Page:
Results: During the study period (1999-2012) the number of deaths because of injury was 1213, 25 388, and 18 332 among children, working age and elderly, respectively. Mortality declined in the children and in the working age but inclined in the elderly. Mortality increased with each age group except between the ages of 15–25 and 26–35 years. One thousand two hundred sixty four (97%) of those who died because of penetrating trauma (sharp objects and firearms) were killed by intentional trauma (assault and intentional self-harm). One thousand and seventeen (83%) of the children died prehospital. In the working age 22 211 (80%) of 25 388 died pre hospital. Nine thousand six hundred and eighteen (53%) of 18 332 of the elderly died prehospital. During 2001- 2011 the risk adjusted in hospital mortality decreased in traffic and assault but not in fall related injuries.

Discussion: Largely, the anticipated injury mortality picture was found, with blunt injuries (traffic accidents) dominating in the working age and falls in elderly. Further a significant portion of the deaths occurred pre hospital. The intentional injuries are dominated by intentional selfharm. The decrease in child injury mortality is notable as Sweden already has one of the lowest incidences in child injury mortality in the world. The decrease in injury mortality in the working age also implies that preventive work has had an effect. The incline in injury mortality in elderly on the other hand needs to be further studied. Areas of particular importance for future preventive work is the incline in injury mortality in elderly and intentional injuries among children. 

Place, publisher, year, edition, pages
Linköping: Linköping University Electronic Press, 2017. p. 49
Series
Linköping University Medical Dissertations, ISSN 0345-0082 ; 1602
National Category
Public Health, Global Health, Social Medicine and Epidemiology
Identifiers
urn:nbn:se:liu:diva-142762 (URN)10.3384/diss.diva-142762 (DOI)9789176854112 (ISBN)
Public defence
2017-12-01, Runstenen, Vrinnevisjukhuset, Norrköping, 13:00
Opponent
Supervisors
Available from: 2017-11-15 Created: 2017-11-02 Last updated: 2017-11-15Bibliographically approved
Sjöberg, F., Steinvall, I. & Bäckström, D. (2010). Könsperspektiv på traumatologin - män skadar sig oftare och blir sjukare av ett fysiskt trauma (1ed.). In: Barbro Wijma, Goldina Smirthwaite och Katarina Swahnberg (Ed.), Genus och kön inom medicin- och vårdutbildningar: (pp. 416-426). Lund: Studentlitteratur
Open this publication in new window or tab >>Könsperspektiv på traumatologin - män skadar sig oftare och blir sjukare av ett fysiskt trauma
2010 (Swedish)In: Genus och kön inom medicin- och vårdutbildningar / [ed] Barbro Wijma, Goldina Smirthwaite och Katarina Swahnberg, Lund: Studentlitteratur , 2010, 1, p. 416-426Chapter in book (Other academic)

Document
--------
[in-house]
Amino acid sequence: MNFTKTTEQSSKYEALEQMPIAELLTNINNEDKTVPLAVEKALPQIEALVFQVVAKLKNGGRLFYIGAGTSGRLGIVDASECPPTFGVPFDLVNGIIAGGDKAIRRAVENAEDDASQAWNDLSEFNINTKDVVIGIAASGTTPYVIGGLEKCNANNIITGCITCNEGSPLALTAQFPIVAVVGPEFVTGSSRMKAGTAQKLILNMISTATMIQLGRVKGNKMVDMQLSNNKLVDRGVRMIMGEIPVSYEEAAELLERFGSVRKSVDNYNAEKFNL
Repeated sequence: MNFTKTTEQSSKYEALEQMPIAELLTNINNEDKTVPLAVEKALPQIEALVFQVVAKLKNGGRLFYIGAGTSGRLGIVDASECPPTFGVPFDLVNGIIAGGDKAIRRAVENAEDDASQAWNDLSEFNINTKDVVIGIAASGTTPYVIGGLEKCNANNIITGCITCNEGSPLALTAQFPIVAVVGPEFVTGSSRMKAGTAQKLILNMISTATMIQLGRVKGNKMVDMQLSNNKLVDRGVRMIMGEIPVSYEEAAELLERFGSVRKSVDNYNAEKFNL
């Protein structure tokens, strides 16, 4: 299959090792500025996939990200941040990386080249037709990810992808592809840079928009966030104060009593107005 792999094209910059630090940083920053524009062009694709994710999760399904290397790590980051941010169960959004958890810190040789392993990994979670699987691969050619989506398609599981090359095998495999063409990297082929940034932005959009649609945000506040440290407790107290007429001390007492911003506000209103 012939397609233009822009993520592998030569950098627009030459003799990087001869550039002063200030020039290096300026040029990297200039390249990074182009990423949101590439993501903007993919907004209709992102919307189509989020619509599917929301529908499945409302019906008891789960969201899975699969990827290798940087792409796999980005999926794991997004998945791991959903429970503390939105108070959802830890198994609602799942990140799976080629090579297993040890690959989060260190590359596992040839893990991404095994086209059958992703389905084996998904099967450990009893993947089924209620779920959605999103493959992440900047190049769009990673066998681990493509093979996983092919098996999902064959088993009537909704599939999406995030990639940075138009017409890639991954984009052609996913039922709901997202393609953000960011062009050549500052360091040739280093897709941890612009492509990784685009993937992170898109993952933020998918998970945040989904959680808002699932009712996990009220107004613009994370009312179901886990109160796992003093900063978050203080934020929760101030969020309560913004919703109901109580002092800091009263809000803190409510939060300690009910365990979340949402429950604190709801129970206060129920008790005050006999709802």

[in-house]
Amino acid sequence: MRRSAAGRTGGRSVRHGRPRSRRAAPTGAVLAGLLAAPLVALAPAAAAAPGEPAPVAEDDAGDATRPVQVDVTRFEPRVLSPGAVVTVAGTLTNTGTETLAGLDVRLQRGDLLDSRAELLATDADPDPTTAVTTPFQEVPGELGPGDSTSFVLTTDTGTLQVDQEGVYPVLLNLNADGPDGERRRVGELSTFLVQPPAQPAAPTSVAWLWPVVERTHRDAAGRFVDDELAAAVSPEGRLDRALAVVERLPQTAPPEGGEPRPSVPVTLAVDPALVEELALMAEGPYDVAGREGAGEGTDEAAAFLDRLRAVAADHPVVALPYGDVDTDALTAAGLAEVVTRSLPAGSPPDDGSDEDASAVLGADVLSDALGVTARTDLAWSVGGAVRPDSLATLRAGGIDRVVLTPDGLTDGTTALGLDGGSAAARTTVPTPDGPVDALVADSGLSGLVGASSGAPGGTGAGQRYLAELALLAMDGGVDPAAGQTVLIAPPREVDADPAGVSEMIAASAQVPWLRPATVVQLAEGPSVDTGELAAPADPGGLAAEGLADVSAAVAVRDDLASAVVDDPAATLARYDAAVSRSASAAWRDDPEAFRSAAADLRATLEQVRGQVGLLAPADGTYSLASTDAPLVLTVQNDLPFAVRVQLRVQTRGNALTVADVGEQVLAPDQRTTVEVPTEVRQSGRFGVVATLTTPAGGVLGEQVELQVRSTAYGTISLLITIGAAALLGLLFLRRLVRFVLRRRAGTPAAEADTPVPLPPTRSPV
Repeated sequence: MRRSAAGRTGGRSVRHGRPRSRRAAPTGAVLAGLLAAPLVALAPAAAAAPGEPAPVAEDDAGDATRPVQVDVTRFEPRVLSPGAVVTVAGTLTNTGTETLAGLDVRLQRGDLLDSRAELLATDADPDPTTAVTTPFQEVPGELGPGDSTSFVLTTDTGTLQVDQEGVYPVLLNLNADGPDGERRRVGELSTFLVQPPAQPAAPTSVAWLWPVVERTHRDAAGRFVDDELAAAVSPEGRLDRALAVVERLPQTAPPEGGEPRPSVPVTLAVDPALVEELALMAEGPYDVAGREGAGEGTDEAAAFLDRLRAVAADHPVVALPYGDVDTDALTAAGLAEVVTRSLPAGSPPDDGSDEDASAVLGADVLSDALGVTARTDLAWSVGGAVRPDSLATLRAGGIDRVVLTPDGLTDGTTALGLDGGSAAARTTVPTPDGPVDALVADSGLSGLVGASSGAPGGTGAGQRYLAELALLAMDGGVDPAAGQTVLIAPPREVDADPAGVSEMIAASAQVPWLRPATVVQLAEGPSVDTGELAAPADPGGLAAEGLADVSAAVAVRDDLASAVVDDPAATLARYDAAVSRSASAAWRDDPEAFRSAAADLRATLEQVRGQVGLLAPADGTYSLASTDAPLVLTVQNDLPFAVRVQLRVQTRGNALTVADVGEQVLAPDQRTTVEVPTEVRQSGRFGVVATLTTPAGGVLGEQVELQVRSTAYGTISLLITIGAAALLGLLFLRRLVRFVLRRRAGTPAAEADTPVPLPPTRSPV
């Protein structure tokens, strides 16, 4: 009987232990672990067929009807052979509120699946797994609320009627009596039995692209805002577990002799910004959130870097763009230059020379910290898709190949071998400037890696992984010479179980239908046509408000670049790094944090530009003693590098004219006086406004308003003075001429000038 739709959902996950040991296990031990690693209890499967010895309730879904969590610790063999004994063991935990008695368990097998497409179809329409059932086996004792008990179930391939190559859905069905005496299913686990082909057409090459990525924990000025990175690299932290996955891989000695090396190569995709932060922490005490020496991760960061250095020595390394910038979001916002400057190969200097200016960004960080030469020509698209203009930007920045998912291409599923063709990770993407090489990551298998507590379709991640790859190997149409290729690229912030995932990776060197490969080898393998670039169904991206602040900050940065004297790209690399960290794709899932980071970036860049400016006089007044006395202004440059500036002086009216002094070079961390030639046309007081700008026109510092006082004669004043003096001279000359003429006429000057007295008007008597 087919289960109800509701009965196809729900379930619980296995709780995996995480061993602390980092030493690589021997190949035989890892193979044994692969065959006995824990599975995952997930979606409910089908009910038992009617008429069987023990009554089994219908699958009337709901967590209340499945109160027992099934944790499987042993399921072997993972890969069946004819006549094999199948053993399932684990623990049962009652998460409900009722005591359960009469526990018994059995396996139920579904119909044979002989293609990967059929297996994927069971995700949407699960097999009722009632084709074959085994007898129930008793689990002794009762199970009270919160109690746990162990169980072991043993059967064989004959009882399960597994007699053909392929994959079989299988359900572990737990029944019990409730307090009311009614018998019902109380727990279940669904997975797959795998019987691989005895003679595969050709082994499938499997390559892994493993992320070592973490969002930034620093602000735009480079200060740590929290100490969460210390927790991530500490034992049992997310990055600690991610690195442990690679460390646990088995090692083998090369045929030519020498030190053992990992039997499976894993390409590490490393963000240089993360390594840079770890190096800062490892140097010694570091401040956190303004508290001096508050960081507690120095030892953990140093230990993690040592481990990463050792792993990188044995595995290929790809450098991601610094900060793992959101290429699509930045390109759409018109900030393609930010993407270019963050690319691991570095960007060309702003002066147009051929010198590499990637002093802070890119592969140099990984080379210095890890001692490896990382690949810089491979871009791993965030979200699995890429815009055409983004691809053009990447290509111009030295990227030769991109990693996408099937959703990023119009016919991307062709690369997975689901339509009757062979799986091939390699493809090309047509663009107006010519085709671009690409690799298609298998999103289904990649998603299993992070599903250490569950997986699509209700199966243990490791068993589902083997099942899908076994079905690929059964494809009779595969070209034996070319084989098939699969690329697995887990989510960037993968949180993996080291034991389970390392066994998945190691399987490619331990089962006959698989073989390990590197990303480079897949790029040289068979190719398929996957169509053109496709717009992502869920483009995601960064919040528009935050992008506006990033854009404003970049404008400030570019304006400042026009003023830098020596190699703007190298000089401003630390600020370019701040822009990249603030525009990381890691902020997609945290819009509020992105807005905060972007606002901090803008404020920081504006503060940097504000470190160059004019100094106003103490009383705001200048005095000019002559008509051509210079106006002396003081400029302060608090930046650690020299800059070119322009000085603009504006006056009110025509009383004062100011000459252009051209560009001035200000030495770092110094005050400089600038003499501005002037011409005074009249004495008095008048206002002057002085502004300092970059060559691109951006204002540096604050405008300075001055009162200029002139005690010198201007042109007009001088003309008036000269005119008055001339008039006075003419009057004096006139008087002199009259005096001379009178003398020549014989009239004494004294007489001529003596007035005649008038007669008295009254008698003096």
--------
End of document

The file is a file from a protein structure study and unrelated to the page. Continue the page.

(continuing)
Abstract [sv]

Kvinnor och män är delvis lika, delvis olika. Det innebär att kvinnor och män både har behov av likadan behandling och av behandling som är anpassad till det egna könets förutsättningar. Denna antologi belyser kvinnors och mäns förutsättningar och behov inom en rad olika medicinska områden och tar upp både biologiska och sociala faktorer som påverkar hälsa och behandling. Den behandlar även den roll som kön spelar inom vårdens arbetsliv samt hur köns- och genusperspektiv kan integreras inom olika typer av medicin- och vårdutbildningar. Ett av bokens teman är våld, kränkningar och diskriminering, och inom ramen för detta behandlas några av de olika maktordningar som kommer till uttryck vid behandlingar inom hälso- och sjukvården. Antologin har en stor spännvidd när det gäller ämnen och författare. Förhoppningsvis ska den bredd som antologin uppvisar, leda fram till frågeställningar där läsaren utmanar sina förgivettaganden inom både genusvetenskap och mer traditionell medicin samt väcka nya frågor: Om könet snarare ses som en konstruktion än en fysisk realitet - kan då kvinnor lika gärna äta mediciner som är utprovade på män och opereras med metoder och verktyg anpassade till mäns fysiologi? Å andra sidan - hur objektiv är den naturvetenskapligt inriktade medicinska forskningen egentligen om man börjar granska den utifrån frågeställningar om perspektivval och genus? Antologin vänder sig till lärare på utbildningar inom medicin, hälsa och vård. Andra målgrupper är studenter på sådana utbildningar, vårdpersonal och en intresserad allmänhet.

Place, publisher, year, edition, pages
Lund: Studentlitteratur, 2010 Edition: 1
National Category
Medical and Health Sciences
Identifiers
urn:nbn:se:liu:diva-64298 (URN)978-91-4405-950-1 (ISBN)91-4405-950-7 (ISBN)
Available from: 2011-01-18 Created: 2011-01-18 Last updated: 2017-11-02Bibliographically approved
Organisations
Identifiers
ORCID iD: ORCID iD iconorcid.org/0000-0003-4075-4600